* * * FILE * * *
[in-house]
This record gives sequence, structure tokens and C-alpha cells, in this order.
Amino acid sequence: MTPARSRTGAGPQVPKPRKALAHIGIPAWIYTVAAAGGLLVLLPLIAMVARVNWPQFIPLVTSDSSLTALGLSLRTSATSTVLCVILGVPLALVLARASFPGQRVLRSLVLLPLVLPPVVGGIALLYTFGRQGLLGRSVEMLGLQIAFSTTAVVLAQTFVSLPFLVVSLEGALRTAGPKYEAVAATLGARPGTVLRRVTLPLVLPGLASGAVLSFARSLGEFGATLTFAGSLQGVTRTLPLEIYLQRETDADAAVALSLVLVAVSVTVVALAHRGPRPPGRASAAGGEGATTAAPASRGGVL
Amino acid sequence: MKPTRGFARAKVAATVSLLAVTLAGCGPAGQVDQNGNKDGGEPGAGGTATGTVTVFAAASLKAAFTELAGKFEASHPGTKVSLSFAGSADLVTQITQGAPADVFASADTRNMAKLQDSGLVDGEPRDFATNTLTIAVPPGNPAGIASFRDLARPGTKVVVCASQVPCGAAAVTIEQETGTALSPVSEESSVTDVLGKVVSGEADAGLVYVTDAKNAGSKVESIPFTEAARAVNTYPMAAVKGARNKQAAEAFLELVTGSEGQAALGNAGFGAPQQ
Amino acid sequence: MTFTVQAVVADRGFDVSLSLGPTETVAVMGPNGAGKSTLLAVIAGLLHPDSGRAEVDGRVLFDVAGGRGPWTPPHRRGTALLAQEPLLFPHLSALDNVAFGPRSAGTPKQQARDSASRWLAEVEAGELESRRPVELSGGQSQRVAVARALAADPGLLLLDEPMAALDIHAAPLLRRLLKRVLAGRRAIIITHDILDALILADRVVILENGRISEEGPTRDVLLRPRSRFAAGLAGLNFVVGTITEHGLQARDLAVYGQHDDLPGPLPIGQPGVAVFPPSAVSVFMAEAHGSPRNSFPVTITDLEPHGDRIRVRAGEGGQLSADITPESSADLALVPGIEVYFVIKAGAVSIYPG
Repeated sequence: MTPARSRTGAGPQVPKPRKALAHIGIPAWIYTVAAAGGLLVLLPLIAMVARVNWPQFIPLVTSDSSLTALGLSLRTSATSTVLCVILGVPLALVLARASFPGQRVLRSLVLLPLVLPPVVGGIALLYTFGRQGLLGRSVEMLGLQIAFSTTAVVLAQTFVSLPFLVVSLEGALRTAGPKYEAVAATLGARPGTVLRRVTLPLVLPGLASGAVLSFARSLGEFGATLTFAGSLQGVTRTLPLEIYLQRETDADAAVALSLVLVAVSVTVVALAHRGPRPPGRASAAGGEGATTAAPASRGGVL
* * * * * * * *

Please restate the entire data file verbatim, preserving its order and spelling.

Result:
[in-house]
This record gives sequence, structure tokens and C-alpha cells, in this order.
Amino acid sequence: MTPARSRTGAGPQVPKPRKALAHIGIPAWIYTVAAAGGLLVLLPLIAMVARVNWPQFIPLVTSDSSLTALGLSLRTSATSTVLCVILGVPLALVLARASFPGQRVLRSLVLLPLVLPPVVGGIALLYTFGRQGLLGRSVEMLGLQIAFSTTAVVLAQTFVSLPFLVVSLEGALRTAGPKYEAVAATLGARPGTVLRRVTLPLVLPGLASGAVLSFARSLGEFGATLTFAGSLQGVTRTLPLEIYLQRETDADAAVALSLVLVAVSVTVVALAHRGPRPPGRASAAGGEGATTAAPASRGGVL
Amino acid sequence: MKPTRGFARAKVAATVSLLAVTLAGCGPAGQVDQNGNKDGGEPGAGGTATGTVTVFAAASLKAAFTELAGKFEASHPGTKVSLSFAGSADLVTQITQGAPADVFASADTRNMAKLQDSGLVDGEPRDFATNTLTIAVPPGNPAGIASFRDLARPGTKVVVCASQVPCGAAAVTIEQETGTALSPVSEESSVTDVLGKVVSGEADAGLVYVTDAKNAGSKVESIPFTEAARAVNTYPMAAVKGARNKQAAEAFLELVTGSEGQAALGNAGFGAPQQ
Amino acid sequence: MTFTVQAVVADRGFDVSLSLGPTETVAVMGPNGAGKSTLLAVIAGLLHPDSGRAEVDGRVLFDVAGGRGPWTPPHRRGTALLAQEPLLFPHLSALDNVAFGPRSAGTPKQQARDSASRWLAEVEAGELESRRPVELSGGQSQRVAVARALAADPGLLLLDEPMAALDIHAAPLLRRLLKRVLAGRRAIIITHDILDALILADRVVILENGRISEEGPTRDVLLRPRSRFAAGLAGLNFVVGTITEHGLQARDLAVYGQHDDLPGPLPIGQPGVAVFPPSAVSVFMAEAHGSPRNSFPVTITDLEPHGDRIRVRAGEGGQLSADITPESSADLALVPGIEVYFVIKAGAVSIYPG
Repeated sequence: MTPARSRTGAGPQVPKPRKALAHIGIPAWIYTVAAAGGLLVLLPLIAMVARVNWPQFIPLVTSDSSLTALGLSLRTSATSTVLCVILGVPLALVLARASFPGQRVLRSLVLLPLVLPPVVGGIALLYTFGRQGLLGRSVEMLGLQIAFSTTAVVLAQTFVSLPFLVVSLEGALRTAGPKYEAVAATLGARPGTVLRRVTLPLVLPGLASGAVLSFARSLGEFGATLTFAGSLQGVTRTLPLEIYLQRETDADAAVALSLVLVAVSVTVVALAHRGPRPPGRASAAGGEGATTAAPASRGGVL